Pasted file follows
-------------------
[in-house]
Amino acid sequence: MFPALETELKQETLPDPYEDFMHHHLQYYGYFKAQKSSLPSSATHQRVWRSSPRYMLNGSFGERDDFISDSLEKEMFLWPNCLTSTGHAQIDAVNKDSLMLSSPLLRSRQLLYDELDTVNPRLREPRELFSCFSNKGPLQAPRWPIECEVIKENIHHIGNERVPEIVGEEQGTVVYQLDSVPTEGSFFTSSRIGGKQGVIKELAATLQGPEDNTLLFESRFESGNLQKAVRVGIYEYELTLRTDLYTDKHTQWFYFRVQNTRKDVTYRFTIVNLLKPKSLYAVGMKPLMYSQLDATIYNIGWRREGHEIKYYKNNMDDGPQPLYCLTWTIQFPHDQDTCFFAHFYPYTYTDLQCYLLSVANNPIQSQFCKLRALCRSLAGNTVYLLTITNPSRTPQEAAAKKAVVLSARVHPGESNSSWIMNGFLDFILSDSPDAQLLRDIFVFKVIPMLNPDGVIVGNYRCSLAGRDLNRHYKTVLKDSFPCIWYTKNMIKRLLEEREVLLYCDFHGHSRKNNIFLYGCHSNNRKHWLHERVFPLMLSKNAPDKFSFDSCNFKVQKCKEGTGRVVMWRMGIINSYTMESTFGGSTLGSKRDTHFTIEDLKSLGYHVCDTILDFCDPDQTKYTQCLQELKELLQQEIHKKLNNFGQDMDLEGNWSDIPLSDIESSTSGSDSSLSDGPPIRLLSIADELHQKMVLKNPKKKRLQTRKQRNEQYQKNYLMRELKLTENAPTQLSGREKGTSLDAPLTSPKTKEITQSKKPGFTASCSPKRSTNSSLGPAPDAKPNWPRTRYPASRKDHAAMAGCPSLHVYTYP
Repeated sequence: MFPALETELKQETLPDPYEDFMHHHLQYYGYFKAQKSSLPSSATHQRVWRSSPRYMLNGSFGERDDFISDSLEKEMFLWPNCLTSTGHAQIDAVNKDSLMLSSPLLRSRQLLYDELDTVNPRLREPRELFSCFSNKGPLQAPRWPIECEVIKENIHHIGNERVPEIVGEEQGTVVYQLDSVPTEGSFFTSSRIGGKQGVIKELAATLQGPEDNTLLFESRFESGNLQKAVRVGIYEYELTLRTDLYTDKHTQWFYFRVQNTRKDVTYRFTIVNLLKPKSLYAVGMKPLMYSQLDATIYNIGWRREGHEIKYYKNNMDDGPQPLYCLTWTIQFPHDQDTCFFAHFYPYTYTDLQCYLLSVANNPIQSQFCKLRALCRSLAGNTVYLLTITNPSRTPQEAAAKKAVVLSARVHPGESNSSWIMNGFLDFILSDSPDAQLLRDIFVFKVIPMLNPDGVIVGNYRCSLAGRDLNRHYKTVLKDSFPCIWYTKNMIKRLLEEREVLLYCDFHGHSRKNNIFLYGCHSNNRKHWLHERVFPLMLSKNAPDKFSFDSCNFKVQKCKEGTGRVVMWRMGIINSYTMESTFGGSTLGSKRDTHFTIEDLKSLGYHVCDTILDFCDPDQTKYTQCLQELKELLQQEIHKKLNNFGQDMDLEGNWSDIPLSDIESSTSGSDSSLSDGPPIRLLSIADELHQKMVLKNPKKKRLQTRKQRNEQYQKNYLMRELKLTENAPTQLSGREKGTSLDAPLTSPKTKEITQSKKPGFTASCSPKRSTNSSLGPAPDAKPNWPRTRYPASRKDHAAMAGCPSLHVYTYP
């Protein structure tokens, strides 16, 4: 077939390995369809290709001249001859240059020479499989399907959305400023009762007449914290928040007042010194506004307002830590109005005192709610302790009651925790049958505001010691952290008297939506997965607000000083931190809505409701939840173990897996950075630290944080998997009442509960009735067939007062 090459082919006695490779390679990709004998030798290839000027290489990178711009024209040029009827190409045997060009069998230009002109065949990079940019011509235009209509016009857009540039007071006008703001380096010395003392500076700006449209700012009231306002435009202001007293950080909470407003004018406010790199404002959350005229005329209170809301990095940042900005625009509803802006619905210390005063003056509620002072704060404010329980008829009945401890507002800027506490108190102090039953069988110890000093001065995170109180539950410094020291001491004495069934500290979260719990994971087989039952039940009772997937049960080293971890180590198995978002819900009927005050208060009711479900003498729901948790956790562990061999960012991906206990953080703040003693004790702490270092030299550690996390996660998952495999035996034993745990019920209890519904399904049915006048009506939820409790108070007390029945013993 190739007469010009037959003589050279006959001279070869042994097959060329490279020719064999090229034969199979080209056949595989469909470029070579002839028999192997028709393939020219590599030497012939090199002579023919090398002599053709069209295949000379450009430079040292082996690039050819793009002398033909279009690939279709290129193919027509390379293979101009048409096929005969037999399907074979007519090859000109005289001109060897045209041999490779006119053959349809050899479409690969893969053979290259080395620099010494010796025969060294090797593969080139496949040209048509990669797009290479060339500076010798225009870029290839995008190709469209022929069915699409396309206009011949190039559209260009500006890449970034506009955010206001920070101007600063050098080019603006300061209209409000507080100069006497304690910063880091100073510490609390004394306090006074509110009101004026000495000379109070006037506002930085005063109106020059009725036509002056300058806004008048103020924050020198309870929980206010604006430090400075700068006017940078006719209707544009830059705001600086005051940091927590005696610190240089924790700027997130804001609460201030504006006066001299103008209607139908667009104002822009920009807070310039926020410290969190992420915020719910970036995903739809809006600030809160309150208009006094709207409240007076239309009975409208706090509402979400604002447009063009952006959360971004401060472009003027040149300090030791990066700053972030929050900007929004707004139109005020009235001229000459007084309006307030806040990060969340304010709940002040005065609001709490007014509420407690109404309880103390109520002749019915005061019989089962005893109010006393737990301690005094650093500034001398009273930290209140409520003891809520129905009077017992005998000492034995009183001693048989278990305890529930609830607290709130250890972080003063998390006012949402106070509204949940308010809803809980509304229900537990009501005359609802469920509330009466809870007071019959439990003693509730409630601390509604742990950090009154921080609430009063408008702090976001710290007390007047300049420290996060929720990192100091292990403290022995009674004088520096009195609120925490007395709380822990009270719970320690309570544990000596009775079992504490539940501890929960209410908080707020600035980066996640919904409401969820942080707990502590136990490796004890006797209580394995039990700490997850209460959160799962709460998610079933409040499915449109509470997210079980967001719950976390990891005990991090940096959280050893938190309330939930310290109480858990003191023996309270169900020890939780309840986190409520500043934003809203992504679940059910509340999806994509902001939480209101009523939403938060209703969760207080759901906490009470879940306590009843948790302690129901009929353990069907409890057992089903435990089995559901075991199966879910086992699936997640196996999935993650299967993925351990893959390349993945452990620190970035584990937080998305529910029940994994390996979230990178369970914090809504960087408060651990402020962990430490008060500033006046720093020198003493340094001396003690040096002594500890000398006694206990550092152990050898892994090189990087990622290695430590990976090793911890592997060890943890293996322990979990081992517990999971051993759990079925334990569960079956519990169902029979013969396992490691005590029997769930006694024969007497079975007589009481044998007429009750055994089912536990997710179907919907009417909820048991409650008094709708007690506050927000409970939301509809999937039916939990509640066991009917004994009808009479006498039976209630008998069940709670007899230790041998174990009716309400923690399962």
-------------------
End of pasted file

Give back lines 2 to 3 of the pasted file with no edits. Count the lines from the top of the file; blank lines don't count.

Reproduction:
Amino acid sequence: MFPALETELKQETLPDPYEDFMHHHLQYYGYFKAQKSSLPSSATHQRVWRSSPRYMLNGSFGERDDFISDSLEKEMFLWPNCLTSTGHAQIDAVNKDSLMLSSPLLRSRQLLYDELDTVNPRLREPRELFSCFSNKGPLQAPRWPIECEVIKENIHHIGNERVPEIVGEEQGTVVYQLDSVPTEGSFFTSSRIGGKQGVIKELAATLQGPEDNTLLFESRFESGNLQKAVRVGIYEYELTLRTDLYTDKHTQWFYFRVQNTRKDVTYRFTIVNLLKPKSLYAVGMKPLMYSQLDATIYNIGWRREGHEIKYYKNNMDDGPQPLYCLTWTIQFPHDQDTCFFAHFYPYTYTDLQCYLLSVANNPIQSQFCKLRALCRSLAGNTVYLLTITNPSRTPQEAAAKKAVVLSARVHPGESNSSWIMNGFLDFILSDSPDAQLLRDIFVFKVIPMLNPDGVIVGNYRCSLAGRDLNRHYKTVLKDSFPCIWYTKNMIKRLLEEREVLLYCDFHGHSRKNNIFLYGCHSNNRKHWLHERVFPLMLSKNAPDKFSFDSCNFKVQKCKEGTGRVVMWRMGIINSYTMESTFGGSTLGSKRDTHFTIEDLKSLGYHVCDTILDFCDPDQTKYTQCLQELKELLQQEIHKKLNNFGQDMDLEGNWSDIPLSDIESSTSGSDSSLSDGPPIRLLSIADELHQKMVLKNPKKKRLQTRKQRNEQYQKNYLMRELKLTENAPTQLSGREKGTSLDAPLTSPKTKEITQSKKPGFTASCSPKRSTNSSLGPAPDAKPNWPRTRYPASRKDHAAMAGCPSLHVYTYP
Repeated sequence: MFPALETELKQETLPDPYEDFMHHHLQYYGYFKAQKSSLPSSATHQRVWRSSPRYMLNGSFGERDDFISDSLEKEMFLWPNCLTSTGHAQIDAVNKDSLMLSSPLLRSRQLLYDELDTVNPRLREPRELFSCFSNKGPLQAPRWPIECEVIKENIHHIGNERVPEIVGEEQGTVVYQLDSVPTEGSFFTSSRIGGKQGVIKELAATLQGPEDNTLLFESRFESGNLQKAVRVGIYEYELTLRTDLYTDKHTQWFYFRVQNTRKDVTYRFTIVNLLKPKSLYAVGMKPLMYSQLDATIYNIGWRREGHEIKYYKNNMDDGPQPLYCLTWTIQFPHDQDTCFFAHFYPYTYTDLQCYLLSVANNPIQSQFCKLRALCRSLAGNTVYLLTITNPSRTPQEAAAKKAVVLSARVHPGESNSSWIMNGFLDFILSDSPDAQLLRDIFVFKVIPMLNPDGVIVGNYRCSLAGRDLNRHYKTVLKDSFPCIWYTKNMIKRLLEEREVLLYCDFHGHSRKNNIFLYGCHSNNRKHWLHERVFPLMLSKNAPDKFSFDSCNFKVQKCKEGTGRVVMWRMGIINSYTMESTFGGSTLGSKRDTHFTIEDLKSLGYHVCDTILDFCDPDQTKYTQCLQELKELLQQEIHKKLNNFGQDMDLEGNWSDIPLSDIESSTSGSDSSLSDGPPIRLLSIADELHQKMVLKNPKKKRLQTRKQRNEQYQKNYLMRELKLTENAPTQLSGREKGTSLDAPLTSPKTKEITQSKKPGFTASCSPKRSTNSSLGPAPDAKPNWPRTRYPASRKDHAAMAGCPSLHVYTYP